The next day, a private customer requests Tomas specifically to wash the windows, but Tomas is not looking forward to whoever it is. He doesn’t want to be with other women today, as his thoughts are completely focused on Tereza. Arriving at the address, Tomas is relieved when a man answers the door. He is tall and dark, and he looks familiar. It is the editor from the paper that the dignitary had mentioned. A second man is present, and Tomas immediately recognizes him as his son, Simon.
The fact that Tomas doesn’t want to have sex with any other women because his thoughts are too occupied with Tereza suggests that Tomas really can’t separate love from sex all the time. If Tomas’s theory about love and sex were true, then he would be able to go and have sex at any time, regardless of how he was feeling about his love life with Tereza.
The editor and Simon do not want Tomas to wash the windows; they want him to sign a petition. They are asking all the important Czech intellectuals to sign the petition, which condemns the rough treatment political prisoners have apparently been subjected to and seeks amnesty for them. Tomas doubts that his signature is important enough to carry any weight, but he promises to think about it. There is no time to wait, the editor says; the petition is to be sent to the president the next day. “Aren’t you on the side of the persecuted?” Simon asks. Tomas nods and takes the petition.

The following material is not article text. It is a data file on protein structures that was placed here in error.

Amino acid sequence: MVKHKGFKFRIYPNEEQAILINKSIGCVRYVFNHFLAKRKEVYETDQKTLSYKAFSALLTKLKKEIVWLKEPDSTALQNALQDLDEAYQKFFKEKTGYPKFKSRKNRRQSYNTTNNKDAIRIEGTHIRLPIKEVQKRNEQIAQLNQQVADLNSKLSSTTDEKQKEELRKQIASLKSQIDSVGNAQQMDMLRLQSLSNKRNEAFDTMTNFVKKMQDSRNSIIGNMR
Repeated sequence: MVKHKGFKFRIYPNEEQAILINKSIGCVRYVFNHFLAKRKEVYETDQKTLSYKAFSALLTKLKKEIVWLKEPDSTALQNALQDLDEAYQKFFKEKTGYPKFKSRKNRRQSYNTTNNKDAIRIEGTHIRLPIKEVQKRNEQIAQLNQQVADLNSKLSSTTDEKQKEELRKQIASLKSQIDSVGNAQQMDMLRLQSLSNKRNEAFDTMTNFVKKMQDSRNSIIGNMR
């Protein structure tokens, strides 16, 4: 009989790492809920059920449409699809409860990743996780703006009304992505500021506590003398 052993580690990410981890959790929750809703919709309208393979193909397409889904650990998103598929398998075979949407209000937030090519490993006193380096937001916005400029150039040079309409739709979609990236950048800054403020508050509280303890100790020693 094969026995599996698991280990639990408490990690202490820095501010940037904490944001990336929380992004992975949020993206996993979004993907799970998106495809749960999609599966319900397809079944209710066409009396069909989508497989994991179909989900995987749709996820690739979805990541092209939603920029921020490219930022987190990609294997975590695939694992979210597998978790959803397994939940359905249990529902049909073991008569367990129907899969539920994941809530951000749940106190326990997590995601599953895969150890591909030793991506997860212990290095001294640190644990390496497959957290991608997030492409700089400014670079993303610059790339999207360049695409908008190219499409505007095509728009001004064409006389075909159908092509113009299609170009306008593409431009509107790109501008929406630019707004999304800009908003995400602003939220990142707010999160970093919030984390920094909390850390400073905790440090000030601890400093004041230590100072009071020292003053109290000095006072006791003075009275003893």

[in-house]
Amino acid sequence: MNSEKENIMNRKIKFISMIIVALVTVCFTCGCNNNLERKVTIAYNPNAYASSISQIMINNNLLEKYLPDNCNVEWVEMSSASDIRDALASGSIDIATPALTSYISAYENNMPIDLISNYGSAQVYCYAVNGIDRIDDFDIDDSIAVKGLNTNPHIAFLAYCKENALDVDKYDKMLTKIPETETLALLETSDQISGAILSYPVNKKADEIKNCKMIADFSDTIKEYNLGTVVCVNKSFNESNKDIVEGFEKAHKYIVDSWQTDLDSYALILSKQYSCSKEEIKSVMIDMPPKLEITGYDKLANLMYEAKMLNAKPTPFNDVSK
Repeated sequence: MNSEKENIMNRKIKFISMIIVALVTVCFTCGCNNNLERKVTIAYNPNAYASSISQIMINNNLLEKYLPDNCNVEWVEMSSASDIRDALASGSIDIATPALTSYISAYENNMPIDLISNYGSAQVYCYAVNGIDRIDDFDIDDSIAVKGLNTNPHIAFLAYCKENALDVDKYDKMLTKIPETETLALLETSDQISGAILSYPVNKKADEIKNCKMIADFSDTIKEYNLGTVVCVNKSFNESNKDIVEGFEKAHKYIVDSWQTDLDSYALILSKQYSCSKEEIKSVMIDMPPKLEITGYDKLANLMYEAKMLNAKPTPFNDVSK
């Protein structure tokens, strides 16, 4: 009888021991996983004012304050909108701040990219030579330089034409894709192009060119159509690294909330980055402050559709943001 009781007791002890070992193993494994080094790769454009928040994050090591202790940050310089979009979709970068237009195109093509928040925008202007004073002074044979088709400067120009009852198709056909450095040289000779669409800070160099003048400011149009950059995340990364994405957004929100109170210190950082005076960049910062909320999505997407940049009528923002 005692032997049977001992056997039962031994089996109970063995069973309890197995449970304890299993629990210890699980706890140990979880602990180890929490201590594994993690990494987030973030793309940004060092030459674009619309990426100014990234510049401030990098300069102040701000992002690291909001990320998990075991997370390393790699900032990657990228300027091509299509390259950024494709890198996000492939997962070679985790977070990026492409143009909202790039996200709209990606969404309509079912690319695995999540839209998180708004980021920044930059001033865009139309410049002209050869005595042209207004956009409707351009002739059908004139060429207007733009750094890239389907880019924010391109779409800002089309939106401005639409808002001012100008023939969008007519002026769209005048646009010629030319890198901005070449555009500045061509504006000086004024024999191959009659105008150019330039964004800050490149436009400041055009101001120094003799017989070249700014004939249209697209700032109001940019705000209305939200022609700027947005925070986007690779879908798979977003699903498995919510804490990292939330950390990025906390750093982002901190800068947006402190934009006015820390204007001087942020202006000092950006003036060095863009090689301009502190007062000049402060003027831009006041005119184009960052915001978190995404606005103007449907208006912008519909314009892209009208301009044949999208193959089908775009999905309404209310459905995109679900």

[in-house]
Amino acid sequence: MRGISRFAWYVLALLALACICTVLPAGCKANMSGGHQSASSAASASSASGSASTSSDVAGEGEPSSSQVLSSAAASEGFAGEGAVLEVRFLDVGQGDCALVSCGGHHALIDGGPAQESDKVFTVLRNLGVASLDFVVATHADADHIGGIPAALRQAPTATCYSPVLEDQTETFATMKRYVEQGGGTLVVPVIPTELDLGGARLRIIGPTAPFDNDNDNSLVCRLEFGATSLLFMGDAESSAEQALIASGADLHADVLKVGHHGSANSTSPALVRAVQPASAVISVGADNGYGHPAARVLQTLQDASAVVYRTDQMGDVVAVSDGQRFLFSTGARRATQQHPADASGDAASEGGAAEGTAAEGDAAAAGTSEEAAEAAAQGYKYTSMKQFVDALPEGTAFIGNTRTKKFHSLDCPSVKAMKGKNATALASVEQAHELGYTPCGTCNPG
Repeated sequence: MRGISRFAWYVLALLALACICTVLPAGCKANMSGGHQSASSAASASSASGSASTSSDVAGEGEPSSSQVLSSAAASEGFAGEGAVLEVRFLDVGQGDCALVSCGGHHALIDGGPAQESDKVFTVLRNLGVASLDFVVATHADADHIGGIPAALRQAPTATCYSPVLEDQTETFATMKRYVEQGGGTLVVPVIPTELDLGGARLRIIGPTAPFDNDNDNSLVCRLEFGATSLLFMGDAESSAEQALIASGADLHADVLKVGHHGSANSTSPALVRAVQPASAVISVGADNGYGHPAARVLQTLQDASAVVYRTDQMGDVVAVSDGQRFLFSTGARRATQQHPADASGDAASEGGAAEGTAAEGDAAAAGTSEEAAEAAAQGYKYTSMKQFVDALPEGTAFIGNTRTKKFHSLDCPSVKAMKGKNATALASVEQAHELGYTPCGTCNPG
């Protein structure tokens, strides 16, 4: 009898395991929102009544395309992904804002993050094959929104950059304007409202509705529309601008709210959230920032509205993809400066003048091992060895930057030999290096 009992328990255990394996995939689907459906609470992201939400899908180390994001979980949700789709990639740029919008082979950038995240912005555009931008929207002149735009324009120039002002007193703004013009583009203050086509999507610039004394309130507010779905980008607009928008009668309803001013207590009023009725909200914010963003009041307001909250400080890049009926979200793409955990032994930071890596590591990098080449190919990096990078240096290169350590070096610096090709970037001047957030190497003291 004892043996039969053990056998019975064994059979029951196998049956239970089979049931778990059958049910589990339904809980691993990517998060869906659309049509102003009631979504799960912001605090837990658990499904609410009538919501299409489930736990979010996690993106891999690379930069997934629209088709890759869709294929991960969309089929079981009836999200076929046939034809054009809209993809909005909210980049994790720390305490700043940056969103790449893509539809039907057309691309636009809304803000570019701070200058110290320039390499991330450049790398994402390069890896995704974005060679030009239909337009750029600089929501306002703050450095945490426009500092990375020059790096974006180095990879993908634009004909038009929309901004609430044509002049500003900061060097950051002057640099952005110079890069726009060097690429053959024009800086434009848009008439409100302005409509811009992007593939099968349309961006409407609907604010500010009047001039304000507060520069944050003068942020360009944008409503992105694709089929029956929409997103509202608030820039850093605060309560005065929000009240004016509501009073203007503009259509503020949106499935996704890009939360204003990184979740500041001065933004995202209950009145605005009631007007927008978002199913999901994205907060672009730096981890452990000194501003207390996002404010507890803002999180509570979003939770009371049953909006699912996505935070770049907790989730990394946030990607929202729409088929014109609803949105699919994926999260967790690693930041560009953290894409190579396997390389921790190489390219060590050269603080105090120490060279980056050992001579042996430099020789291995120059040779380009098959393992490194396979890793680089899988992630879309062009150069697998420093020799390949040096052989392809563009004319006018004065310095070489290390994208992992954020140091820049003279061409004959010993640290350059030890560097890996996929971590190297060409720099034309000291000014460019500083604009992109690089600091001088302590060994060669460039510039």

Like the chief of the hospital and the dignitary who both wanted Tomas to sign the retraction letter, Simon and the editor want Tomas to sign the petition right away, without even thinking about it. Obviously, the editor and Simon are arguing for a better cause, but their cause makes little difference to Kundera’s point. Kundera argues through their behavior that any political ideology can be oppressive. Simon and the editor represent liberalism and democracy, yet they still don’t give Tomas much choice.